Report: Mass slaughter of British cows may be needless
August 29, 1996
Web posted at: 10:40 p.m. EDT (0240 GMT)
From CNN Correspondent Siobhan Darrow
LONDON (CNN) -- British farmers are stirred up over
new scientific evidence on the mad cow epidemic that
casts serious doubt on the government's policy of mass
slaughter of cattle.
The independent report, which suggests the disease
will dissipate naturally by 2001, has prompted cattle
farmers to demand an urgent meeting with the
government to limit the slaughter while opening up
European markets to the export of British beef.
In June, European Union leaders agreed on a plan to
control mad cow disease in Britain and gradually lift
a global ban on British beef sales.
The original ban was imposed March 27 after Britain
disclosed a possible link between bovine spongiform
encephalopathy (BSE), or mad cow disease, and its
fatal human equivalent, Creutzfeldt-Jakob disease.
The new report by Oxford University has emerged as a
hot political issue. Its findings are likely to
pressure British officials to renegotiate their
agreement with the EU that calls for Britain to kill
147,000 cows in exchange for rights to export its
Citing the university report, Britain's National
Farmers Union claims that number is excessive and that
only about one-third of the condemned cows need to be
"This report indicates that we can accelerate the
reduction in future BSE ... by a different means, by a
different targeting system," Ben Gill of the National
Farmers Union said.
Getting the EU to agree to that is another matter.
Earlier this week, EU officials called for more cows
to be killed in light of new evidence about maternal
transmission of the BSE disease.
Illness may fade away
The study, led by Oxford University zoologist and
epidemiologist Roy Anderson, said most cases of the
illness will be transmitted maternally, from mother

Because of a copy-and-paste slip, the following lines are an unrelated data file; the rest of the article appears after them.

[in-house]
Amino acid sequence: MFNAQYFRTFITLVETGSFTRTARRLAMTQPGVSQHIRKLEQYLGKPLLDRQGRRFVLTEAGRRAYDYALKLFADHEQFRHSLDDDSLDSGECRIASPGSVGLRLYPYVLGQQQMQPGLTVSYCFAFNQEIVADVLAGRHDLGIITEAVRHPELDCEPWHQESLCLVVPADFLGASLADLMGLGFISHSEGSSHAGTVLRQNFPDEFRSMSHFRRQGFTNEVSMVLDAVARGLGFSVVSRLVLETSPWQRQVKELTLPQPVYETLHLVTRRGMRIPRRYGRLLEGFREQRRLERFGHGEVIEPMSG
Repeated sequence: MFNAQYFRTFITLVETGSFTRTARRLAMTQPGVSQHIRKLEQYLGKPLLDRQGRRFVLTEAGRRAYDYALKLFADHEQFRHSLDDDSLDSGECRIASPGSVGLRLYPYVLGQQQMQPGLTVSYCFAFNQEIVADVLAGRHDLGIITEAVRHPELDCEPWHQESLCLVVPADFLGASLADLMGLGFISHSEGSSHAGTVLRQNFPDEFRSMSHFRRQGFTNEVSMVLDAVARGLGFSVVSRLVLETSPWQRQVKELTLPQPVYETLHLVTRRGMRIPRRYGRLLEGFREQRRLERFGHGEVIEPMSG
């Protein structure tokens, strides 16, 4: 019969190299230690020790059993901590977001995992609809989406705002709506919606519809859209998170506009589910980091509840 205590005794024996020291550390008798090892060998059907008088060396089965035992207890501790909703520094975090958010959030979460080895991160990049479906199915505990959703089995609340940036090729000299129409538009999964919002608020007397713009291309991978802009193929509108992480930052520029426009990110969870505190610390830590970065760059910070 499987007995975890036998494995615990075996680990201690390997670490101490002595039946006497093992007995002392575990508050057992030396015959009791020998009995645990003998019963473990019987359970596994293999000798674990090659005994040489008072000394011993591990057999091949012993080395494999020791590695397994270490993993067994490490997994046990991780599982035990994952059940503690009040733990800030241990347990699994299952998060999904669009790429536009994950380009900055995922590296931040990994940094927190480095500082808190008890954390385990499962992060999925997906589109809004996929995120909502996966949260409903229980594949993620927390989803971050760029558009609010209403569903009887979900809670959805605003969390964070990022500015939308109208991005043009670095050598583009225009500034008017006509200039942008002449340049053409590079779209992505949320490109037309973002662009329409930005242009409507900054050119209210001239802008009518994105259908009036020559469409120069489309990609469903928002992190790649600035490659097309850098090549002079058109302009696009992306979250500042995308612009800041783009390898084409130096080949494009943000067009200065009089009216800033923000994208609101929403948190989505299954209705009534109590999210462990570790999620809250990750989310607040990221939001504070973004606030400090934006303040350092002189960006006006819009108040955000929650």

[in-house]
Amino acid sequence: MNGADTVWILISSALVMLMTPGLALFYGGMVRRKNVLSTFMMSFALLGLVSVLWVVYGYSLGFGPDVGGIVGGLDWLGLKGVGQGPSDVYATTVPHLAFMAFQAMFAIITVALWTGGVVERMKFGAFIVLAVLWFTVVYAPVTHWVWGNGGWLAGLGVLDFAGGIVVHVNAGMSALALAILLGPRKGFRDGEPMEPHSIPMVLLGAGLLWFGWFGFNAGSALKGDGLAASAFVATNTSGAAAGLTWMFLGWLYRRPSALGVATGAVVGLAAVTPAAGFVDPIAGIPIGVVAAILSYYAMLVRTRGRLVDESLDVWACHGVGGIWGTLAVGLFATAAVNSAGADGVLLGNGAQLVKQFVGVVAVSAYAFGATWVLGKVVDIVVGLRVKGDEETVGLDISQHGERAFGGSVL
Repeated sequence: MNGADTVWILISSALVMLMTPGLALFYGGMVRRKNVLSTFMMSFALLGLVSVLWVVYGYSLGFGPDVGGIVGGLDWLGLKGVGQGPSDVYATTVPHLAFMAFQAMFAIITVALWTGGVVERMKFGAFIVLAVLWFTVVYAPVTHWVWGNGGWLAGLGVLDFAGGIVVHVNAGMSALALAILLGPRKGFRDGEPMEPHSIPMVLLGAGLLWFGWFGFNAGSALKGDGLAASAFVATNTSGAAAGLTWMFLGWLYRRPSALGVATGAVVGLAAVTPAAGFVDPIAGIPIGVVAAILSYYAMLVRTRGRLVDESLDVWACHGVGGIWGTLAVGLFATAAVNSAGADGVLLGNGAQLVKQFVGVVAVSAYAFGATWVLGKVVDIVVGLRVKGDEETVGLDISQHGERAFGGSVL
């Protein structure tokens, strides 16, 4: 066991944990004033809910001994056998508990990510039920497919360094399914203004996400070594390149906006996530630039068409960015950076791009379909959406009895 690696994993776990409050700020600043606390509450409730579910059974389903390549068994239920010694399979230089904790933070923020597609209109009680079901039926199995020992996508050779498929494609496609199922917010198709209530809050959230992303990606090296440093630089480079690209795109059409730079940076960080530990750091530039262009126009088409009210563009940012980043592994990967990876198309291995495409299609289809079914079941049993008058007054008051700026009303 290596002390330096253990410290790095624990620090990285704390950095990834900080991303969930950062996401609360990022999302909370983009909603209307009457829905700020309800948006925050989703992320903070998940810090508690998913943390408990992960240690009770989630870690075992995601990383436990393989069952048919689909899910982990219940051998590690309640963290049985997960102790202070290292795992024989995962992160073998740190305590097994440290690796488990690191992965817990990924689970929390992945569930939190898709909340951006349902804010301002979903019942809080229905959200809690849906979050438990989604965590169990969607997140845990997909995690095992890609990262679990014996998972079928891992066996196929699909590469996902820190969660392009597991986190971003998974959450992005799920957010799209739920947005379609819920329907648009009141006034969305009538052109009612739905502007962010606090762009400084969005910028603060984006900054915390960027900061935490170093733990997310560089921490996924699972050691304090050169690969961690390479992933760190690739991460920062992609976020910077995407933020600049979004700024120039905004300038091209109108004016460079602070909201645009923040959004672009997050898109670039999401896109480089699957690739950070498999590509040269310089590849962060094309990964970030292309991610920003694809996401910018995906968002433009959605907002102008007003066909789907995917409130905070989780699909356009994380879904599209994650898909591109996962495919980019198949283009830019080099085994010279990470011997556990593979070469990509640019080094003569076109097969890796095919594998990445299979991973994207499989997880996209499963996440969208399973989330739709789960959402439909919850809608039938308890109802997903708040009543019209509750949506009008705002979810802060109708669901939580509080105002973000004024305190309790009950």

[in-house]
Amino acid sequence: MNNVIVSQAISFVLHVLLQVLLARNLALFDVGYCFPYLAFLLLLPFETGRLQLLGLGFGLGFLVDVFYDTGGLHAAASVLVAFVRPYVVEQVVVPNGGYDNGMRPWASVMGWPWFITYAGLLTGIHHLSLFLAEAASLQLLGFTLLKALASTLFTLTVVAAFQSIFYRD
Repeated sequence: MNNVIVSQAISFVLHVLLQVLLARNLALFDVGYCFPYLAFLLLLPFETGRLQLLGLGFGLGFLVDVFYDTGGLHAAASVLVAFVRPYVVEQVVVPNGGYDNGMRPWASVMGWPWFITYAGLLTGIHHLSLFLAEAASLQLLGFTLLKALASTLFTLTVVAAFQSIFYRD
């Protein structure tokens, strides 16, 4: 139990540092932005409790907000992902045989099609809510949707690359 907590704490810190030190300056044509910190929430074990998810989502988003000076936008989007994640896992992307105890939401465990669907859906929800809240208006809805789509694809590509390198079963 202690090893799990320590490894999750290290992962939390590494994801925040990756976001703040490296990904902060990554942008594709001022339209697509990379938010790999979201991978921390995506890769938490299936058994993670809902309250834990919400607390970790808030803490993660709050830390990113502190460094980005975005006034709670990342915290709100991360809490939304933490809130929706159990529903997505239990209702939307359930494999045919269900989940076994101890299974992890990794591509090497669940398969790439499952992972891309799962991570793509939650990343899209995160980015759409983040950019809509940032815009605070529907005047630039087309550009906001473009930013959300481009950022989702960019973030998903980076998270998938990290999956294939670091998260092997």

cows to their calves.
The rate of transmission -- 340 new infections and
14,000 new cases of BSE before 2001 -- is not enough
to sustain the illness, and the government's program
of slaughter makes little difference in limiting the
spread, the report said.
"The epidemic is in rapid decline before and without
any culling. That's the good news," said Christl
Donnelly, an Oxford statistician who worked on the
study. "But there's also the potential worry in
looking at the number of infected animals that entered
the food chain."
She's referring to numbers that indicate a sizable
portion of the British meat-eating population may
already have been exposed to mad cow disease. The
Oxford study said more than 700,000 infected animals
have entered the food chain since 1986.
Scientists said it's not clear if this means the fatal
disease will actually spread to some of the humans who
eat the infected beef.
Future threat remains
Donnelly said not enough about CJD is known to
determine whether an epidemic of the disease will
infect the British population. But Stephen Dealler, a
microbiologist at Burnley Hospital in northern
England, predicted that as many as 2 million people
may eventually become ill.
"What this does is confirm the skepticism and worries
of the British public," said Oxford professor Tim
Lang. "These independent scientists have now confirmed
that we have eaten a huge number of animals which
contained either low or high doses of infectivity."
Also of concern is the possibility that people may
contract the disease from simple contact with infected
animals and feed.
Scientists say the current epidemic of BSE began when
cows were fed ground up brains and other remains of
sheep infected with scrapie, their own version of the
disease. Such feed has been banned.
Regardless of the often contradictory scientific
evidence, the real issue for farmers is winning back
consumer confidence both at home and in Europe.
As scientists and politicians debate the mad cow
dilemma, some agree it's time to look at the bigger
picture, including farming practices.
"We need a radical rethink of food and farming
policy," Lang said.
(350K AIFF sound or 350K WAV sound)
Reuters contributed to this report.
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